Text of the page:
vodka. So Russia evidently is not equipped for heat. And it was hot. 
The hottest place in Europe at the time. 39 degrees hot. And no where 
has air con. No hotel, no shops, nothing. And it's not like at home 
when the sea breeze comes in. Nope it's just hot and humid. Lenin's 
tomb is air conditioned though, but we will come to that.

Moscow was my last chance at Russia redeeming itself. And it did in 
the last 24hrs. When in Russia one must do two things, go to the 
ballet and go to the circus. I was lucky enough to see swan lake and 
it was beautiful. Although I really wished the lead male stopped 
smiling. The costumes were amazing and even though we nearly passed 
out from heat exhaustion it was well worth it. The circus was 
different. I have never seen animals in a circus and probably never 
will again. Although they did amazing things I could not help but 
wonder if they were happy. There were seals, tigers, poodles, ferrets, 
foxes and rabbits. I much preferred the human acrobats.

The other part of moscow that I really loved and was looking forward 
to was the metro system. The stations are decorrated with chandeliers, 
marble, semi previous stones and mosaics. They are beautiful.

Lenin has been dead for nearly 86 years. And he's looking pretty good. 
I am lucky enough to have seen him as they are planning on burying him 
soon. It is quite surreal to see the body of a man who played such an 
important role in history. Though did he really want to be placed for 
all to see?

The last part of Moscow, which by far was my favorite was my visit to 
the kremlin armoury. This is where all the riches of the tsars are now 
kept. There were dresses, whose waists were half the size of mine, in 
which the wearer could only last 20 minutes before fainting. Then 
there were the carriages. Straight out of a fairytale. Ornately 
carved. Golden and each one more enchanting than the last. Suffice to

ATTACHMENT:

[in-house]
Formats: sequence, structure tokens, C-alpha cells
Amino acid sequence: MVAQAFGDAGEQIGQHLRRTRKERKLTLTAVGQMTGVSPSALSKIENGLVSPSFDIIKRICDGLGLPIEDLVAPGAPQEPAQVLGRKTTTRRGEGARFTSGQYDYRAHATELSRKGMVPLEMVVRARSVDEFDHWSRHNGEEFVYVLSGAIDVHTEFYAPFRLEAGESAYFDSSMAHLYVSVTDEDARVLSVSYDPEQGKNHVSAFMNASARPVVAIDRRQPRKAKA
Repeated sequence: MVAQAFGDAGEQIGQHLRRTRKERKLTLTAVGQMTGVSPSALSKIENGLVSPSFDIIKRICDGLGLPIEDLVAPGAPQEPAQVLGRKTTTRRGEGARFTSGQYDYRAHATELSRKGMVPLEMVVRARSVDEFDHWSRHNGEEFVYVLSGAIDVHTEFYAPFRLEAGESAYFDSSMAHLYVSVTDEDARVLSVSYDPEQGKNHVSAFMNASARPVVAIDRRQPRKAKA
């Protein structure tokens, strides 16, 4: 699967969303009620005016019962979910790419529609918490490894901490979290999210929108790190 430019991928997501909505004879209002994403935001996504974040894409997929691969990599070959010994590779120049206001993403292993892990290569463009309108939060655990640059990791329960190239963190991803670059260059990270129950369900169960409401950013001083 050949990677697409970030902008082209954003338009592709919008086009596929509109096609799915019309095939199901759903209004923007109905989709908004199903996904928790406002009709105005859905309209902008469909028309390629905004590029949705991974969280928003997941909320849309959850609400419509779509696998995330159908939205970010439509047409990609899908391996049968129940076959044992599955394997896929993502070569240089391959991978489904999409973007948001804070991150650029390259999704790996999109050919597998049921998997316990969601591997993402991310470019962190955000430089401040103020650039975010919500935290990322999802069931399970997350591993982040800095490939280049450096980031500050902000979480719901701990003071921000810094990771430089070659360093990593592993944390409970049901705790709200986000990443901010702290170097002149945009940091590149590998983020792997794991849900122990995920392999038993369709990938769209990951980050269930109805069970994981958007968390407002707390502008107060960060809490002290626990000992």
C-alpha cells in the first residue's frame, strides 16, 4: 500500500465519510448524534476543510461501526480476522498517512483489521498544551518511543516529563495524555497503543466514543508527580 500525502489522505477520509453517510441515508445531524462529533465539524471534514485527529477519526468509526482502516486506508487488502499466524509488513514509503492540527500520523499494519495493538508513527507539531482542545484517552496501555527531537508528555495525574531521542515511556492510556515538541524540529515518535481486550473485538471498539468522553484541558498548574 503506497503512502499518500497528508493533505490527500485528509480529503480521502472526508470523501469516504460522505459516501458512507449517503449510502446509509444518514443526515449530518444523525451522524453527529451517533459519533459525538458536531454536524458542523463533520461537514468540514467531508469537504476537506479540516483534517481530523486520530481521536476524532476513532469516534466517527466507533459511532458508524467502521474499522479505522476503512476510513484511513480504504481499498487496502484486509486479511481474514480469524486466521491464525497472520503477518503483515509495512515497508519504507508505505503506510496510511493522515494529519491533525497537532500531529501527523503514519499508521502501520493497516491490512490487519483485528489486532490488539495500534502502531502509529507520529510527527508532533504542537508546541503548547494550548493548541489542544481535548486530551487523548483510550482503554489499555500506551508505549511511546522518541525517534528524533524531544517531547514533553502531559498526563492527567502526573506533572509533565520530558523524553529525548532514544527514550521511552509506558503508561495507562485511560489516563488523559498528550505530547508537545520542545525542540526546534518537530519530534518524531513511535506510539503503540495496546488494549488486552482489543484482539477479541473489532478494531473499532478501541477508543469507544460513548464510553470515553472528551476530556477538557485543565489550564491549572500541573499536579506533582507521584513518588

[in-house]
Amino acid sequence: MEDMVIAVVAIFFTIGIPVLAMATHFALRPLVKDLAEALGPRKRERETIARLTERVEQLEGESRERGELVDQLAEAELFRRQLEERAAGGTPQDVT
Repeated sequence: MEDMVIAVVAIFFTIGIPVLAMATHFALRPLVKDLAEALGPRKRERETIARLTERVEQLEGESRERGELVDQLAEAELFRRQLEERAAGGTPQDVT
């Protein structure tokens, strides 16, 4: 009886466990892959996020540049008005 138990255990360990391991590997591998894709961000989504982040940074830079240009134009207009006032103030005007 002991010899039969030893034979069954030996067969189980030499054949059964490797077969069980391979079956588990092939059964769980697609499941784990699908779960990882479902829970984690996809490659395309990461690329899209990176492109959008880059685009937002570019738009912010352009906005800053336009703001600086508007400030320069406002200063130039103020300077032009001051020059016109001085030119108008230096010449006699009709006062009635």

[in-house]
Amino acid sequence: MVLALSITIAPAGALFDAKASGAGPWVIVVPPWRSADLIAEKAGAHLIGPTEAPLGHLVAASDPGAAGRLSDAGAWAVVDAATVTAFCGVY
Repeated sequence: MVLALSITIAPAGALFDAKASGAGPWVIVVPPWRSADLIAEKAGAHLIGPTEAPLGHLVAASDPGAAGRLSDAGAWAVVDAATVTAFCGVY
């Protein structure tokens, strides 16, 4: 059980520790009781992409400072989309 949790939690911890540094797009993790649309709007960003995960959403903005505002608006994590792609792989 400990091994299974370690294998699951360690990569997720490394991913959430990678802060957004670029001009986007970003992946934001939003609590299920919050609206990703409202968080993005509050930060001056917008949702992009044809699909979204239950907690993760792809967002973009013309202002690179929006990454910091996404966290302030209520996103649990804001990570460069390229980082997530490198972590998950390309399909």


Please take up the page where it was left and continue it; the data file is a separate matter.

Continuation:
say it made me want to go and play princesses.

So one would think that the journey out of Russia would be quicker 
than the one in. Wrong! How about you wait in a hot bus for two hours 
before we even let you start the border process. So it took four hours 
to leave the country and it's fantastic roads.

So Russia was really good. And I'm glad I went. But I don't think it 
is as different these days as the rest of eastern Europe. It is 
probably not the best place to go in a heat wave though!


3 Comments

Aunty Di:
August 31, 2010
Hi Renae We enjoy reading your adventures. Don,t think we will put Russia on our travel list. Dubai was hot enough for us.Glad everything is going ok. Luv Aunty Di & Uncle Lou xxxx
Merle Bertolucci:
August 31, 2010
Hi Renae, The temperature obviously made a huge difference to your experience. We didn't get a heatwave in June, especially good as I couldn't read which bottled water was still (and which was fizzy - which I can't stand.) What I really enjoyed seeing was the canals and the architecture, they reminded me very much of Venice. I didn't know it would be like that. We found Egypt very hot. Also, we didn't have trouble getting into and out of Russia. Maybe because we had Italian passports.?? Keep well Love Auntie Merle xx
Cathy Millar:
August 31, 2010
Great to hear you survived the heat and vodka Ren! You give a whole new meaning to running the bridges. Keep up the good work with the travel diary. Safe journeys The Millars